Speech to the National Assembly for Wales
"I am in the strange position of wanting to offer the Minister some defence. He has formed some reasonable proposals, which will now be investigated further.
I do not share the feelings of some opposition Assembly Members that this is an environmental outrage or that it breaks Thatcherite economics to such an extent that it cannot be stomached.
There are grounds for investment in a service that can then be marketed and used for a range of objectives that go beyond mere economic objectives.
If we estimate that around 27,000 people will use it in the first year, that is something to build on.
There is an issue regarding north to south services.
We all know that north Walians feel distant from Cardiff.
Unless you live in Barry, as I do, you can barely go further south than Cardiff. As it is the capital city, that represents access problems. Schoolchildren may use such a service to visit the Assembly.
We must concentrate on the wider factors and possible national integration.
If we market Wales as a country that is well served by modern transport links, including air travel, that would be of great benefit when we try to attract inward investment.
American businessmen will expect to fly to Cardiff, which is a problem that we need to work on.
If they then need to visit factory sites elsewhere, they will expect to be able to fly there. That is how they view the world.
We are not talking about jumbo jets or club-class travel; they are used to travelling on commuter flights around the United States and increasingly in parts of Europe where geography has been a problem. That is increasingly the norm.
When they read the brochures and hear the hard sell in the mini embassies, or whatever they are called, that they should come to Wales because of our economic outputs or at a top class, new technology conference in Arizona, for example, Wales must be presented at its best.
There will be information in brochures regarding how we are developing or have developed intra-air networks. That seems to be quite useful.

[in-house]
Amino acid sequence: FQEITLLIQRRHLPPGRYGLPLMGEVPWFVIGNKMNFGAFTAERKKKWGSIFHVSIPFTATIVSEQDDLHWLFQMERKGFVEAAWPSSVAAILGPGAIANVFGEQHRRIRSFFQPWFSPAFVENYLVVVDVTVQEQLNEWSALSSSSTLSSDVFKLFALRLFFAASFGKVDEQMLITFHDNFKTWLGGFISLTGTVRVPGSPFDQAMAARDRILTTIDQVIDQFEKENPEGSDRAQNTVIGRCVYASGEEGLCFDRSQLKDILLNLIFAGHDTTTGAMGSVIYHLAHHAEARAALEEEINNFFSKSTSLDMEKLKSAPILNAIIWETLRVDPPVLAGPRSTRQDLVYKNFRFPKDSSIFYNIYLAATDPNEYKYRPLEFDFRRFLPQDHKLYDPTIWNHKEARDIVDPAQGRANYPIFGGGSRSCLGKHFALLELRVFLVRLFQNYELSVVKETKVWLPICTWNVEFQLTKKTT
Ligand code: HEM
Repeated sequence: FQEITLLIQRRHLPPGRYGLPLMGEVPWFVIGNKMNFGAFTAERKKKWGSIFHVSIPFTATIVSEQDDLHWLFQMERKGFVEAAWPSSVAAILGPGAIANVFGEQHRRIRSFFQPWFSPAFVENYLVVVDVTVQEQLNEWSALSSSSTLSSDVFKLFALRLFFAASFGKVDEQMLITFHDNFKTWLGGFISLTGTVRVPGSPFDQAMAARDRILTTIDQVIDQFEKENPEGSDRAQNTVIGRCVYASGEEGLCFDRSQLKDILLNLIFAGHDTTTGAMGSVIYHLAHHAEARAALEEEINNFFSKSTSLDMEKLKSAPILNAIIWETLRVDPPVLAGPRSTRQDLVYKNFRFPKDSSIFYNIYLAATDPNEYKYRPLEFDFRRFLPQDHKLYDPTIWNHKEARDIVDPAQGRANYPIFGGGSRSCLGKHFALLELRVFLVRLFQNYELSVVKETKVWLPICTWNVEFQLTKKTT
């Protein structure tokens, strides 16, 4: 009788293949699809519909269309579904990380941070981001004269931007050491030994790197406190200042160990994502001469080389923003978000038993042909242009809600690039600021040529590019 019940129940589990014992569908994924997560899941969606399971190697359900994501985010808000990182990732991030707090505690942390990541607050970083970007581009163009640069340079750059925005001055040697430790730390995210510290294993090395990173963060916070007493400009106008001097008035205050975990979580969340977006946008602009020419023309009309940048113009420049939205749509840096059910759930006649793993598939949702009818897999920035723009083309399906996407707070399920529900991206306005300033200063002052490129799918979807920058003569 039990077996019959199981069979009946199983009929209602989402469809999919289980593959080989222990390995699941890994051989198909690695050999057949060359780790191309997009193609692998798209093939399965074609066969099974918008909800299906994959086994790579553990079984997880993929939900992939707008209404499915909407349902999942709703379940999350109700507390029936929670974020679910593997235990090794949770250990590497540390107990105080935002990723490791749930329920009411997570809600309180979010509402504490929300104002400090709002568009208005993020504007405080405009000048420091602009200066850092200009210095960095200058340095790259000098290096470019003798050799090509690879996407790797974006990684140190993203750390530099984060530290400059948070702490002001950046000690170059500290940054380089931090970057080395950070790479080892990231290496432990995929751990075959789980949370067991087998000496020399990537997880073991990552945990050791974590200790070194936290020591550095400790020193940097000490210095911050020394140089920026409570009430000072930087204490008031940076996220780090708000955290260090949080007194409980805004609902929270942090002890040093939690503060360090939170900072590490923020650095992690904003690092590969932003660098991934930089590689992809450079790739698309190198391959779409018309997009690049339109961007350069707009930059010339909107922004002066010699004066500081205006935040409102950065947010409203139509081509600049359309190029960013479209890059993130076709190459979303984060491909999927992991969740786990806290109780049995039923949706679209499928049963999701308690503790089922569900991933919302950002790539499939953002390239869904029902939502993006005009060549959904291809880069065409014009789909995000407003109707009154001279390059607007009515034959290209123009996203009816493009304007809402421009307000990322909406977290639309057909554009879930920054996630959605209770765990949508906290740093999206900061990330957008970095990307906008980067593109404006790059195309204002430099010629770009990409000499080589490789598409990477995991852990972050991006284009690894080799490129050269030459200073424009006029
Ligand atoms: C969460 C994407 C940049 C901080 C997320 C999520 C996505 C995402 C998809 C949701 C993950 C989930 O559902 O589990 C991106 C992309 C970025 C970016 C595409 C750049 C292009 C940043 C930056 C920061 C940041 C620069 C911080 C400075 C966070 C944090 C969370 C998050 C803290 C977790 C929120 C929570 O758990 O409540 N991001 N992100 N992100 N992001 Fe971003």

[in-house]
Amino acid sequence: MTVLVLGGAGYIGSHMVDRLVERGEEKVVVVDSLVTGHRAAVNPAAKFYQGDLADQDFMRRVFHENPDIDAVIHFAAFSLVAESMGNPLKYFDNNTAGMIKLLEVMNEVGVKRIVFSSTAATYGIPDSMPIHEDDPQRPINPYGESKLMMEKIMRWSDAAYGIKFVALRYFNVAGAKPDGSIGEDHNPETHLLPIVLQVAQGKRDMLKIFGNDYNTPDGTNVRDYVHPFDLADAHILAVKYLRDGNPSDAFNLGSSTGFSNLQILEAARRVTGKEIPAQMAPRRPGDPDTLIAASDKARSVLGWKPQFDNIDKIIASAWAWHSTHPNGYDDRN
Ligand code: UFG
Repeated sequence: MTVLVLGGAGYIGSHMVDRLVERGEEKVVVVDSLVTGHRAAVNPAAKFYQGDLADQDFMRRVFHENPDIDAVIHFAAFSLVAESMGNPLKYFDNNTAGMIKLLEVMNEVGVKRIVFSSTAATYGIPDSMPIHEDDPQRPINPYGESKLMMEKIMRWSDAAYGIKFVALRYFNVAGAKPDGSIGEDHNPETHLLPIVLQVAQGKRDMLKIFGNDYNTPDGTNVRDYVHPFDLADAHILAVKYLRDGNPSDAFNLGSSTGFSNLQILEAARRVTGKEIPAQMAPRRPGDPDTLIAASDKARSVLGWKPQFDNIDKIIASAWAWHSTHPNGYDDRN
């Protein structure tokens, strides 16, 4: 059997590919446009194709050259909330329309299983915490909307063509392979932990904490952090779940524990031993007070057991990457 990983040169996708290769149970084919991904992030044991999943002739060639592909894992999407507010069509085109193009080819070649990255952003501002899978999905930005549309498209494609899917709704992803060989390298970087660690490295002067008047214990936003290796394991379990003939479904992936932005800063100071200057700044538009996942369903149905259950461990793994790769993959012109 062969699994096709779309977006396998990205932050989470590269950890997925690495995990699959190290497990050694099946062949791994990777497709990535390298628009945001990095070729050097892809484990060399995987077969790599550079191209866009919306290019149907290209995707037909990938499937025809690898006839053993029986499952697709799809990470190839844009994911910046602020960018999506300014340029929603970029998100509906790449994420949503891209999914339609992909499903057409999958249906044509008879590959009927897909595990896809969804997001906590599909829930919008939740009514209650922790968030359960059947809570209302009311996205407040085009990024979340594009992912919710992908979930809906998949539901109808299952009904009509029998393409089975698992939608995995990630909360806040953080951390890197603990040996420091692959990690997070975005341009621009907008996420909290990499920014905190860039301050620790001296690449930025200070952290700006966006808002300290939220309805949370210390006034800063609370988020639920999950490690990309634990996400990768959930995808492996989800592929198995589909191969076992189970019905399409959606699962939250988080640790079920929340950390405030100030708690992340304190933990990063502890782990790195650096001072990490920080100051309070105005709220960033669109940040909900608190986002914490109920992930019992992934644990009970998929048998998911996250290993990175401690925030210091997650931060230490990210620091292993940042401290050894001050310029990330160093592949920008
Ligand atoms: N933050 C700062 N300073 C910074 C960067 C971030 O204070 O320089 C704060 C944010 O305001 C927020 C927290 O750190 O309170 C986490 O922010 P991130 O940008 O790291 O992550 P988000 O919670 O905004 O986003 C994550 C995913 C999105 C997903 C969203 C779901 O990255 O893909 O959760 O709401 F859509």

All forms of transport are subsidised. Even car users do not pay for what their journeys actually cost in terms of the investment to build roads and the infrastructure that is required.
We should not be terrified of public subsidies for railways or air services.
However, there is a valid criticism that we must have clear criteria; it is pointless to do it just for the sake of it. There must be an objective reason.
We must promote Cardiff international airport and develop routes—I hope that the route development fund is successful.
I know that the Minister has been encouraging the increase in scheduled flights. There has been some good progress in that regard, which is difficult to achieve.
We should encourage the Minister when has some success—I will not say 'occasional success' because that would be damning him with faint praise.
Authorities at the airport have told me that they have appreciated some recent developments.
We should build on that because if we had more scheduled flights, Cardiff would be promoted as a business destination.
If people can then travel to the rest of Wales, we would be responding to the needs of other parts of Wales that may feel that they are not always as well served in terms of access to Cardiff as they would like to be.
This initiative is worth backing. We look forward to seeing the fine detail.
I do not think that the Minister is proposing to sign us up for life; we are talking about three or four years to test the feasibility.
I agree with my colleague, Alun Cairns, that transport links to Cardiff are important, by rail and by road.
Businessmen who expect to fly to Cardiff will also expect a modern route into the capital city.
Cardiff is our shop window on the world, and it is important that we have modern links."